Morning Headlines | Selected by the WNYC News Hub

Must-read headlines from around the city, curated by the WNYC Newsroom.

Illegal, but Very Popular (WSJ)
Sumathi Reddy reports: “Every day, dollar vans barrel along Flatbush from downtown Brooklyn. Past Atlantic Terminal, on to Grand Army Plaza, through Park Slope and Prospect Park, they head into the heart of Caribbean Brooklyn, all the way to Kings Plaza mall. Nearly all on Flatbush are run by Caribbean operators and ridden by people from the Caribbean. Such commuter vans are not limited to Brooklyn: A large network operates out of Jamaica, for example, and vans shuttle residents and employees between the city's three largest Chinatowns. While there are hundreds of legal commuter vans that ply their trade in the city every day, it has been estimated that there are an equal or greater number of illegal ones”

Archdiocese of New York wants to sell lucrative air rights to properties, including St. Patrick's Cathedral (NYDN)
Stephen Rex Brown reports: “The Archdiocese of New York wants to cash in on a proposed upzoning of midtown by selling the lucrative air rights to its landmark properties, including venerable St. Patrick’s Cathedral. Church officials are lobbying city agencies to be allowed to transfer their development rights to any building in the zone, rather than just to buildings directly adjacent. Developers would pay dearly for the air rights from such landmarked buildings as St. Bartholomew’s and the Waldorf-Astoria Hotel because the rights allow them to build higher anywhere within the district stretching from E. 39th to E. 57th Sts. and centered on Grand Central Station.”

Activists Demand Philippine Consulate in NYC Probe Maid Trafficking (NYDN)
Erica Pearson reports: “Inside a Kuwaiti diplomat’s Manhattan duplex, she worked 20 hours a day, earning as little as $1 an hour, getting barely any sleep. ‘They didn’t let me rest,’ said Filipina housekeeper Daedema Ramos. ‘I got very thin. I couldn’t eat. My nose would bleed.’ The eight-month nightmare ended when Ramos, 50, slipped away from her employer. Now she’s an organizer with the non-profit Damayan, which says it has helped dozens of Filipina maids and nannies — brought here on special visas — escape abusive situations.”

Fingers Pointed Over Seizure of Occupy Wall Street Library (NYT)
Colin Moynihan reports: “The fate of the books constitutes one of the enduring riddles accompanying the story of the two-month Occupy encampment of the park, in Lower Manhattan. As the group’s librarians sought to retrieve their property from the city, they were able to recover only about 1,000 books. Some 200 were badly damaged, the librarians said, adding that about 2,400 were not found.”
Viverito May Fall on the Sword in Redistricting Game (The Perez Notes)
Roberto Perez reports: “Councilwoman Melissa Mark Viverito is not happy with the proposed maps that have been released. My sources tell me Viverito put a lot of effort into cultivating the Upper West Side of her district and has now lost it as part of redistricting.”

Cops Arrest Suspect in Killing of Gas Station Attendant (DNAinfo)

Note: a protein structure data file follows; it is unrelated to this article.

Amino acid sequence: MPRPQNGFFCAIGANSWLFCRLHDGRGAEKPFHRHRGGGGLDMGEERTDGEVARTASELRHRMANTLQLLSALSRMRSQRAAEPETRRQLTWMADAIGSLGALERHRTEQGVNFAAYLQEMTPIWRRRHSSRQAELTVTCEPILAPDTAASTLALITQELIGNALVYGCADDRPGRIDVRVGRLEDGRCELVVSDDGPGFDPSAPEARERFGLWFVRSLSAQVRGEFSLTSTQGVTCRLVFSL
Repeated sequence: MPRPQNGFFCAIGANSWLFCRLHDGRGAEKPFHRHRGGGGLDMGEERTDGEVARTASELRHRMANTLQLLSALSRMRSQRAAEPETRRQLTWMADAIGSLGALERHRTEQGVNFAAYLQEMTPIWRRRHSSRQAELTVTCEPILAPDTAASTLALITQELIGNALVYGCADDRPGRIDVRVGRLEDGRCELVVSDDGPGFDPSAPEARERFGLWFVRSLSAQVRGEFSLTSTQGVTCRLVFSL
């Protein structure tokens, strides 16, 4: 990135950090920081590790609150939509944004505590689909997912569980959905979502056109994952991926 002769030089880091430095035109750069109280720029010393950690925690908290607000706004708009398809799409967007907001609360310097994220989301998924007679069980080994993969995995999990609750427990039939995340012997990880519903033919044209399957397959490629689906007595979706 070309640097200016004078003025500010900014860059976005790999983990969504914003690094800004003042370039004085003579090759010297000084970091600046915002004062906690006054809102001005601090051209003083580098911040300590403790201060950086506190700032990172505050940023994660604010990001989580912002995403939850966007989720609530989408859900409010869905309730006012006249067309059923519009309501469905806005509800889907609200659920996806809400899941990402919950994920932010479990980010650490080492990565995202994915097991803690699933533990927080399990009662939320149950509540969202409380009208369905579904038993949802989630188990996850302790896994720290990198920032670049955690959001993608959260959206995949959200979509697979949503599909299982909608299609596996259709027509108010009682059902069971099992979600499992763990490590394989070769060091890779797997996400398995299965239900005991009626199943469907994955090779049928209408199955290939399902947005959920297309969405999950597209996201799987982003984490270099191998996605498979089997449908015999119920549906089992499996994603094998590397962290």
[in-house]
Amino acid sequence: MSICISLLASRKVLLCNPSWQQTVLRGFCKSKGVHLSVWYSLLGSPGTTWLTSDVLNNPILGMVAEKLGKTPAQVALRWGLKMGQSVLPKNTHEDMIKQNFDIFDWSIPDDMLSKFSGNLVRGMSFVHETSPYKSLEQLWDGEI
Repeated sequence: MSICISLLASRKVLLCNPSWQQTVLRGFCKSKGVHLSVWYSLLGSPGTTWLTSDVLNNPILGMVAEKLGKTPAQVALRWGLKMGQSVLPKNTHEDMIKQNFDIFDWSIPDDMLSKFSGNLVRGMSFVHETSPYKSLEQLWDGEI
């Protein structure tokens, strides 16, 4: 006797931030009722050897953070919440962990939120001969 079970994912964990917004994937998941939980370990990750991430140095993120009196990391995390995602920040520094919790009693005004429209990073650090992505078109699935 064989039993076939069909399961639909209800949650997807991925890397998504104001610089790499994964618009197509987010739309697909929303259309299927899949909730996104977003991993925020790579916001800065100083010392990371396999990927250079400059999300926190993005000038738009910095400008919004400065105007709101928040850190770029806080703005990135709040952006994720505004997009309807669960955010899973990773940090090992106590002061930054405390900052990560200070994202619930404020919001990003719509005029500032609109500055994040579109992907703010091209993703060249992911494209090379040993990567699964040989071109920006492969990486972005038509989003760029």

Dan Rivoli reports: “Freddie McGrier, 21, was taken into custody Thursday night for the shooting death of Lamin Sillah, a 28-year-old Gambian immigrant who worked at the gas station to put himself through school and support his wife back home. Sillah, who came to the United States seven months ago, was inside the gas station at East 182nd Street and Southern Boulevard on Sept. 4 about 9:40 p.m. when McGrier allegedly rolled up on a bicycle with an accomplice acting as a lookout.”

Beyonce and Jay-Z Host NYC Sept. 18 Obama Fundraiser (NYDN)
Kristen A. Lee and Jonathan Lemire report: “Beyoncé and Jay-Z, the first family of hip hop, are hosting a fund-raiser for the President in the city next week, the Obama campaign said Thursday. The $40,000-a-head bash will be held Tuesday at the 40/40 Club, the swank Chelsea hotspot owned by Jay-Z.”

August Is a Disgusting Month To Move In And Other Truths Found In Manhattan Rental Reports (New York Observer)
Kim Velsey reports: “Manhattan vacancy rates remained relatively flat in August. At 1.19 percent, they are basically unchanged from the 1.2 percent vacancy rate of July and slightly up from August 2011, when they were at just one percent, according to a report from Citi Habitats. Cause for celebration? Not really. Citi Habitats notes that while this is the highest vacancy rate August—typically a month of intense demand—has seen in the last three years, rents have always stayed remained unchanged (at their incredibly high levels) since last month.”

Port Authority Official Fired After Vulgar Comments Appear on Gawker (WSJ)
Ted Mann reports: “The Port Authority of New York and New Jersey fired an employee from its real estate division — formerly a member of New Jersey Gov. Chris Christie’s administration – after a post on the website Gawker described him as ‘inebriated’ and using offensive language at a Fashion Week party in Manhattan earlier this week.”

Bryant Park Could Become Sheep-Filled Pasture (DNAInfo)
Mary Johnson reports: “Bryant Park's legendary green lawn could attract more than picnic blankets later this month, as a flock of sheep could be ready to take over the park. Thirty sheep could be brought into the city from an upstate farm Sept. 27 to munch on, and fertilize, Bryant Park's grass as part of a proposed event to promote the Campaign for Wool, under the plan set to be presented to Midtown's Community Board 5 Thursday night. The animals — part of the promotional campaign started in 2010 by the Prince of Wales — will be penned in a 40-foot-by-40-foot, plexiglass-enclosed area and will be allowed to munch on the park’s manicured lawn.”